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Maine's Wild Deer Population Shows No Signs Of Chronic Wasting Disease
Friday, May 14, 2004
AUGUSTA, Maine - Maine wild deer herds show no signs of Chronic Wasting Disease. In a cooperative venture, biologists from the Maine Department of Inland Fisheries and Wildlife and animal health officials from the Maine Department of Agriculture and U. S. Department of Agriculture sampled 810 brain tissues from deer harvested through out Maine during the 2003 hunting season. Chronic Wasting Disease is a fatal brain wasting disease in deer that has been found in deer herds in several western states and provinces of Canada.

The tissue samples were sent to a federally approved lab at the University of Connecticut in Storrs, Conn. for testing. The 810 samples came from hunter harvested deer from throughout the state. The majority of the deer were killed during the firearm season for deer.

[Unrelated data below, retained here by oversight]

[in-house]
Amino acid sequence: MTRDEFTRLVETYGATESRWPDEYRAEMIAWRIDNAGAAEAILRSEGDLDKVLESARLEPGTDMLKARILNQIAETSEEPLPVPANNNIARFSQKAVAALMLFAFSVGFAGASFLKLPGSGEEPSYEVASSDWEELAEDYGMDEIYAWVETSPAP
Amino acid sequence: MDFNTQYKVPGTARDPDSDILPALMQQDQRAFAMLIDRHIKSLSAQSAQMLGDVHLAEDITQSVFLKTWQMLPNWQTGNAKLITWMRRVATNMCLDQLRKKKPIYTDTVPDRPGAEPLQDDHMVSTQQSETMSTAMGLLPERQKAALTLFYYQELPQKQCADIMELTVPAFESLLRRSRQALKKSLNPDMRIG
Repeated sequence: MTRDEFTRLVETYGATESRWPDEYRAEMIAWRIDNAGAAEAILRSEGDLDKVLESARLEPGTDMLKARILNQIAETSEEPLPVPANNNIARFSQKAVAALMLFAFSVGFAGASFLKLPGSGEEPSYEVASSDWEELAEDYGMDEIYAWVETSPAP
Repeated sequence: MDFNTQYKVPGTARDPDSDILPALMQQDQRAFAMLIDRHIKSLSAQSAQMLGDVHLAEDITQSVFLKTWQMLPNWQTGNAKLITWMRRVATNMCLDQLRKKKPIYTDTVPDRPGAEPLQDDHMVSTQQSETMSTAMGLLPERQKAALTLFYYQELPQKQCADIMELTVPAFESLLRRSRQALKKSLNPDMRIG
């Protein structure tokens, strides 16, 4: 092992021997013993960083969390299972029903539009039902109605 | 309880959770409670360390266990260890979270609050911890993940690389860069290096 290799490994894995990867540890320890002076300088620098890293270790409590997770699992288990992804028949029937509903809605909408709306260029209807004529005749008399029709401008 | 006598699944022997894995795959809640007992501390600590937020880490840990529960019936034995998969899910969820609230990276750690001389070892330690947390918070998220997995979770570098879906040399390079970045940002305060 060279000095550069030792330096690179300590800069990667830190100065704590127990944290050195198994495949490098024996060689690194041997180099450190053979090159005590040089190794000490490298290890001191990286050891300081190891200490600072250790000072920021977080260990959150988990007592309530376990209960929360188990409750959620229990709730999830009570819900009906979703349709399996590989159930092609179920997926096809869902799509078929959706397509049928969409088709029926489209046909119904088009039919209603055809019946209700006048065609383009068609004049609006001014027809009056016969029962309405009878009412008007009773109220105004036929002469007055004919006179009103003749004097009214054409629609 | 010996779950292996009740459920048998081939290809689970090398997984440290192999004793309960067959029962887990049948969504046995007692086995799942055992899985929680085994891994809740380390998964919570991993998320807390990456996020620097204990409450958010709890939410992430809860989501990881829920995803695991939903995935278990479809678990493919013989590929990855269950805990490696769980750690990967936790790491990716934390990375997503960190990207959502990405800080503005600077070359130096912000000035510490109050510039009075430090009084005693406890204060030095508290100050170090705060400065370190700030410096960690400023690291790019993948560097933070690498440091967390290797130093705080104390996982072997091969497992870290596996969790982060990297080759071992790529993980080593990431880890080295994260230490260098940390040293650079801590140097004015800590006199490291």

This is the third year that Maine has tested for Chronic Wasting Disease in white-tailed deer, and each year, all samples have been free of Chronic Wasting Disease. In 1999, 299 deer from western Maine were sampled, and in 2002, 835 deer were sampled from throughout the state. All samples have tested negative for Chronic Wasting Disease.

All six New England states tested for Chronic Wasting Disease this past year, and all samples were CWD free. The furthest east CWD has been detected is in Wisconsin.

Nationally, there are 46 states that have whitetail deer, and 27 states were sampling for CWD.

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